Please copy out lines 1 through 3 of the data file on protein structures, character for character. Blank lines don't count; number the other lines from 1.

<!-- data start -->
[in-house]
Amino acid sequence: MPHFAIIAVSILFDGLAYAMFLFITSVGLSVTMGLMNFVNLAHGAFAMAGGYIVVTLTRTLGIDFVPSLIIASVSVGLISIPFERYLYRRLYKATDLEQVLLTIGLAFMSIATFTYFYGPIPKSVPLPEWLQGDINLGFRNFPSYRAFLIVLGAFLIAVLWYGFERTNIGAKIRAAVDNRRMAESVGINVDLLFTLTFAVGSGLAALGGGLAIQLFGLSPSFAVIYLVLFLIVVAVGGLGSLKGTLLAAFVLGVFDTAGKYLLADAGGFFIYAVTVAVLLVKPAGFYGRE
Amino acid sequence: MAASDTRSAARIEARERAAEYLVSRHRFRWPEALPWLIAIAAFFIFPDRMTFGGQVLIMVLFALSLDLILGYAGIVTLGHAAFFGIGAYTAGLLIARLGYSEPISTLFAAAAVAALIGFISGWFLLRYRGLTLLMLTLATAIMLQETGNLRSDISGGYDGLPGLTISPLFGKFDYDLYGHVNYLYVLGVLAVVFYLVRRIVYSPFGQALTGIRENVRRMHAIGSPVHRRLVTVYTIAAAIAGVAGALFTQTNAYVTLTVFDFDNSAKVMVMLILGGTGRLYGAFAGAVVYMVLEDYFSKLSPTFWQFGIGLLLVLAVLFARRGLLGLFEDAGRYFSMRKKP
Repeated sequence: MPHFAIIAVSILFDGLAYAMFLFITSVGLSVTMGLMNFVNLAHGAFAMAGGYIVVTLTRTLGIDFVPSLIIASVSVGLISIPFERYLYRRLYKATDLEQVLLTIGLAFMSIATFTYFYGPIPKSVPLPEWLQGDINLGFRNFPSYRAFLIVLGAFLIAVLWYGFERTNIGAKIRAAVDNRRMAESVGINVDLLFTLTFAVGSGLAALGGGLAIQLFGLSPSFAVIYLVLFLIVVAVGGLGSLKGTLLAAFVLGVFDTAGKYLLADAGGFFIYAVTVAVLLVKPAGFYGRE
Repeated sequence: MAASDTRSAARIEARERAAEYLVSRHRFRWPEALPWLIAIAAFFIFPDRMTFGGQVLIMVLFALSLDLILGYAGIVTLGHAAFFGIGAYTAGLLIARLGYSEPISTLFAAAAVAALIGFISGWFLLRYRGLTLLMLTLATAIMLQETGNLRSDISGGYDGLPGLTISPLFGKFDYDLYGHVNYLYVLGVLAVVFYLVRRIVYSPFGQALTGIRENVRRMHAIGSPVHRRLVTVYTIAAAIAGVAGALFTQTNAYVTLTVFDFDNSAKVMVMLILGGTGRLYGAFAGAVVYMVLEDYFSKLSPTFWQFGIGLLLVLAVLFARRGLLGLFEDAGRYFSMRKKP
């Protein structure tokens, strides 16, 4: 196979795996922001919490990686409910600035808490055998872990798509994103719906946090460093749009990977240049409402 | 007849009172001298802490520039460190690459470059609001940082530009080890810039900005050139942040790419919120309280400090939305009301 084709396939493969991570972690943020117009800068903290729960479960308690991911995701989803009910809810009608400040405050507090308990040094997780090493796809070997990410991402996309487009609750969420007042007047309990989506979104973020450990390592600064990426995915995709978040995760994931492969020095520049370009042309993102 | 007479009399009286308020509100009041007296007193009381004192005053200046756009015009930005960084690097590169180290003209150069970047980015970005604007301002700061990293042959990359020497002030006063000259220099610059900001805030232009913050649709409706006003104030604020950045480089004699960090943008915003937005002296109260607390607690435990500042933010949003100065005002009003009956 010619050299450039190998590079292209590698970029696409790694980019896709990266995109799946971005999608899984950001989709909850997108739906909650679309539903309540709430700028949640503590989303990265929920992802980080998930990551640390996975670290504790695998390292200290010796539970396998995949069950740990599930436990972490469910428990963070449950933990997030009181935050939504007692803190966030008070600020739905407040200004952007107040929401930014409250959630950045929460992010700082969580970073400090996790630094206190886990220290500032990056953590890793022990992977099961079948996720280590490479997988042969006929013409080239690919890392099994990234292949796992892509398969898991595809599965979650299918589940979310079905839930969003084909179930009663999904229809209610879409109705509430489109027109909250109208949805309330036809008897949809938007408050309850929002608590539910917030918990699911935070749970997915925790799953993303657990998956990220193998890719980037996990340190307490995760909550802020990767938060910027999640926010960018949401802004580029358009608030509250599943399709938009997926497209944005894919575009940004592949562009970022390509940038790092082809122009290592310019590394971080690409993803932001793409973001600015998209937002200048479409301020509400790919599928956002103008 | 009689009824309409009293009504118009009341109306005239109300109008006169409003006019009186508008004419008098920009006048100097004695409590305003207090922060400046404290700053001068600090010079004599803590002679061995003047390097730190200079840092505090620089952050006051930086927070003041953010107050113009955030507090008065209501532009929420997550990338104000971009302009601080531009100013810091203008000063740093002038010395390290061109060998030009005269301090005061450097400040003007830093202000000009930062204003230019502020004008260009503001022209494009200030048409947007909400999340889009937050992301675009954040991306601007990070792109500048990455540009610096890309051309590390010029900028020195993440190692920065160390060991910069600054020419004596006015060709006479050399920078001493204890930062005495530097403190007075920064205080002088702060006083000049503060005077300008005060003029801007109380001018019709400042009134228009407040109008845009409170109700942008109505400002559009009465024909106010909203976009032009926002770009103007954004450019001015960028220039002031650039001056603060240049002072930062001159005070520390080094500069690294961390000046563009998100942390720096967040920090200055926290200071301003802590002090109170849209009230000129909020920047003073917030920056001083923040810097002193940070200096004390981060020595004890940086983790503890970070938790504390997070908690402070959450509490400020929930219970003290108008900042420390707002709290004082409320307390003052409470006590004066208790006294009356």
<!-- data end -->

[in-house]
Amino acid sequence: MPHFAIIAVSILFDGLAYAMFLFITSVGLSVTMGLMNFVNLAHGAFAMAGGYIVVTLTRTLGIDFVPSLIIASVSVGLISIPFERYLYRRLYKATDLEQVLLTIGLAFMSIATFTYFYGPIPKSVPLPEWLQGDINLGFRNFPSYRAFLIVLGAFLIAVLWYGFERTNIGAKIRAAVDNRRMAESVGINVDLLFTLTFAVGSGLAALGGGLAIQLFGLSPSFAVIYLVLFLIVVAVGGLGSLKGTLLAAFVLGVFDTAGKYLLADAGGFFIYAVTVAVLLVKPAGFYGRE
Amino acid sequence: MAASDTRSAARIEARERAAEYLVSRHRFRWPEALPWLIAIAAFFIFPDRMTFGGQVLIMVLFALSLDLILGYAGIVTLGHAAFFGIGAYTAGLLIARLGYSEPISTLFAAAAVAALIGFISGWFLLRYRGLTLLMLTLATAIMLQETGNLRSDISGGYDGLPGLTISPLFGKFDYDLYGHVNYLYVLGVLAVVFYLVRRIVYSPFGQALTGIRENVRRMHAIGSPVHRRLVTVYTIAAAIAGVAGALFTQTNAYVTLTVFDFDNSAKVMVMLILGGTGRLYGAFAGAVVYMVLEDYFSKLSPTFWQFGIGLLLVLAVLFARRGLLGLFEDAGRYFSMRKKP